With regard to such as are only seeking redemption in the blood of Christ, they walk in that darkness which stands opposed to the light of God's countenance. For although their minds are enlightened, yet it is only to a sight of their sin and danger, of their want of Christ, and the riches of his

grace. They are conscious of guilt and condemnation, and consequently walk under a sense of the displeasure of God. They walk in deep distress, bitterness of soul, and in great heaviness; sensibly feeling the truth of those words, “ It is an evil thing and bitter, that thou hast sinned against the Lord thy God."

I do not say it is absolately necessary, every one should feel the same degree of sorrow for sin; or have the same painful convictions, before he can come to Christ for life and salvation : There is a great variety in the dealings of God with particular persons, and all are not affected in the same way, nor in the same degree, with a discovery of their past sin. The Lord, who is infinitely wise, is perfectly acquainted with the different 'tempers and dispositions of his creatures, deals very gently with some souls, swee draw ing them to himself with the cords of love. one, without exception, must be awakened and feel himself a lost and ruined sinner, and therefore will experience a degree of this darkness, before he can come to Christ, David, when in this situation, “Roared for the disquietness of his soul." Ephraim, " Bemoaned himself, was ashamed, yea, even confounded, when called to bear the reproach of his youth.” Hezekiah, “ Chattered like a crane or a swallow," because of the deep distress of his mind. And for the same reason, St. Paul was three days and three nights, and neither did pat nor drink,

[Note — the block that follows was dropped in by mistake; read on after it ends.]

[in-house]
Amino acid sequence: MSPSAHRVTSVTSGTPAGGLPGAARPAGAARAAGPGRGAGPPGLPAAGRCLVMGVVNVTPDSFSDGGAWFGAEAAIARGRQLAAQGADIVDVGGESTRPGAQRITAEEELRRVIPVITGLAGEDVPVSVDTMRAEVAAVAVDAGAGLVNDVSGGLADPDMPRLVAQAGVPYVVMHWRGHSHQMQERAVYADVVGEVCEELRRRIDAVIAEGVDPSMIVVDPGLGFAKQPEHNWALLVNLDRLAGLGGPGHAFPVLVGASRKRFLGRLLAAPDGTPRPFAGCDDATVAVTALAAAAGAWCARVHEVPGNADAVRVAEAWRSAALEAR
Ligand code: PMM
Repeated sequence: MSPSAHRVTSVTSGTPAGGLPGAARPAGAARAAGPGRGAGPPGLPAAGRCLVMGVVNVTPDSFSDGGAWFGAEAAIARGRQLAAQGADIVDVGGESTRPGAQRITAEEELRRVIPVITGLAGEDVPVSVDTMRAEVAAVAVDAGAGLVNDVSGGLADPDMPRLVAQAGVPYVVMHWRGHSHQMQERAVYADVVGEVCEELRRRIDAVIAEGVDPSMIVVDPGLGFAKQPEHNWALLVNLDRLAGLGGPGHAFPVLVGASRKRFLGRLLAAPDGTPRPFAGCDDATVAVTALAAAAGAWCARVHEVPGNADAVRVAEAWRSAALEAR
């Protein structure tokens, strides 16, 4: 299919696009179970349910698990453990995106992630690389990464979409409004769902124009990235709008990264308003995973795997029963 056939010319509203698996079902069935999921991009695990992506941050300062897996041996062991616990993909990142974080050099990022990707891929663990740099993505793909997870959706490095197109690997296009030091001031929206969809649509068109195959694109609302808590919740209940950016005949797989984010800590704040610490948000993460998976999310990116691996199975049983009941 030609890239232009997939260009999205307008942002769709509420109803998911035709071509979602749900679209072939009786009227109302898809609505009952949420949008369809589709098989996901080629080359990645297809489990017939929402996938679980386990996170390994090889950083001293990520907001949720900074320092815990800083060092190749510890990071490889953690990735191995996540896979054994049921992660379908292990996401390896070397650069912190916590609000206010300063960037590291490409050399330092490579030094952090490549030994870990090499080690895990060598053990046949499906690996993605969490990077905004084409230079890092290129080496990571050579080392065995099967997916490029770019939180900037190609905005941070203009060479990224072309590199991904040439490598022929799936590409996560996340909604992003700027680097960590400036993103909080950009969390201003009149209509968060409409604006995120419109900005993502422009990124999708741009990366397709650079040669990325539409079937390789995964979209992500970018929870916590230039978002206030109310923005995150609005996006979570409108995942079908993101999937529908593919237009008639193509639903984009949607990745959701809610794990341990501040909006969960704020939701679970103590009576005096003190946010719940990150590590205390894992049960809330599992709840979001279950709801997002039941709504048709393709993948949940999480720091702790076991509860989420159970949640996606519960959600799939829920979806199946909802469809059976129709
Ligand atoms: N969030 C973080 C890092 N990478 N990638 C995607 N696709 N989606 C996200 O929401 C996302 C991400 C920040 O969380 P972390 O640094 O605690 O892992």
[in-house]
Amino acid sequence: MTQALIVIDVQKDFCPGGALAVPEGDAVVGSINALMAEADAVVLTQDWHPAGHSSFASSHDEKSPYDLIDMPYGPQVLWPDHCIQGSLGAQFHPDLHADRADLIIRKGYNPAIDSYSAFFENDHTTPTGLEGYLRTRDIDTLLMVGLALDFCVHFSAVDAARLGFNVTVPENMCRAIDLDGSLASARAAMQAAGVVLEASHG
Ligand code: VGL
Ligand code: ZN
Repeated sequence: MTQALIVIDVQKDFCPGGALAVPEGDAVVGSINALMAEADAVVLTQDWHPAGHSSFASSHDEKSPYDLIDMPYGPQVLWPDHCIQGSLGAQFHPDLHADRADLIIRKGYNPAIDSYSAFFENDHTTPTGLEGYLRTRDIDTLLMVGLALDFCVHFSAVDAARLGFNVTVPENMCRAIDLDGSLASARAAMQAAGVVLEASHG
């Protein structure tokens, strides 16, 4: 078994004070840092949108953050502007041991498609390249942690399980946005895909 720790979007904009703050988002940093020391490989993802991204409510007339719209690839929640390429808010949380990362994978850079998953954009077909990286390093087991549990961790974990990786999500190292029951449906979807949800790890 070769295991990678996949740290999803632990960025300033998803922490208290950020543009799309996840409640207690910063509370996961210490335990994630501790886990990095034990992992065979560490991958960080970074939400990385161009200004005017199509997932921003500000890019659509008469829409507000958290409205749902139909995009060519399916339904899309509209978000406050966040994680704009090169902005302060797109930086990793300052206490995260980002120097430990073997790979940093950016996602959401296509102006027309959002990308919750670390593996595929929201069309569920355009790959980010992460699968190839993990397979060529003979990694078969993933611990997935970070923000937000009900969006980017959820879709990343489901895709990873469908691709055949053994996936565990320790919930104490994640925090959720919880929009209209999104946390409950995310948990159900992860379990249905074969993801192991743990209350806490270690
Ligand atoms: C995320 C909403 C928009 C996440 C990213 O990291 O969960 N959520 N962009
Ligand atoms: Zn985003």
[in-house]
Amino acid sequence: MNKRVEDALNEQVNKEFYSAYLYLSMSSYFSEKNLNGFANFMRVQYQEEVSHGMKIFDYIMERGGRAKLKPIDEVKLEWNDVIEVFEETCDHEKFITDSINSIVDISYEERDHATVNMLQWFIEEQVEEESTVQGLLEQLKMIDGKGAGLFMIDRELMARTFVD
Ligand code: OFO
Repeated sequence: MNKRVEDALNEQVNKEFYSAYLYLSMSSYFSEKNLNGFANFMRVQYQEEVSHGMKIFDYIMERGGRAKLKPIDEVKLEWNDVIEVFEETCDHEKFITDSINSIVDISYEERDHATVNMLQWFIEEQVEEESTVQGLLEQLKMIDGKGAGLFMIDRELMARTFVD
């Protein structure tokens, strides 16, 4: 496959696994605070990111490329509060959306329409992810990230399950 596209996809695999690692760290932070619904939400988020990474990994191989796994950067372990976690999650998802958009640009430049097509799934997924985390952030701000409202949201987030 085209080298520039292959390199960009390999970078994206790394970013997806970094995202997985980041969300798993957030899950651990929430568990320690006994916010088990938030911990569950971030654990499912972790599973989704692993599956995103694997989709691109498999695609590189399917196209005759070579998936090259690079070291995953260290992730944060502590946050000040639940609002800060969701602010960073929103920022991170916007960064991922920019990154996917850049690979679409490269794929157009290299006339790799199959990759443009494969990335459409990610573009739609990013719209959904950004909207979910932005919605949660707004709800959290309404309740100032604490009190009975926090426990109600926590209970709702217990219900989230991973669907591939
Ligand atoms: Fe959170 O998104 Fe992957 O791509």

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Yet every

has been sanctified to us, we have returned right humbly dne heartily to nur God, and he hath graciously received us, and hath fitted us før himself; this being done, all the purposes of life are answered, and our souls shall be for ever with the Lord; Hence saith our Paet,

* Partners now in tribulation,

* Sharers in a moment's pain, * For the crown of full salvation,

“ Shall we not the cross sustain “ Light the pain and transitory;

" But our Lord we soon shall meet, & Sink beneath a weight of glory,

46 Sink for ever at his feet.”

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It now remains, that, Fourthly, We make some observations on that awful sentence, “The face of the Lord is against them that do evil.”

And if the face of the Lord is against them who do evil in general, may we not upon good ground suppose, that it is in a peculiar manner so against them who persecute his disciples? Surely the portion of these unhappy men will be dreadful beyond all description.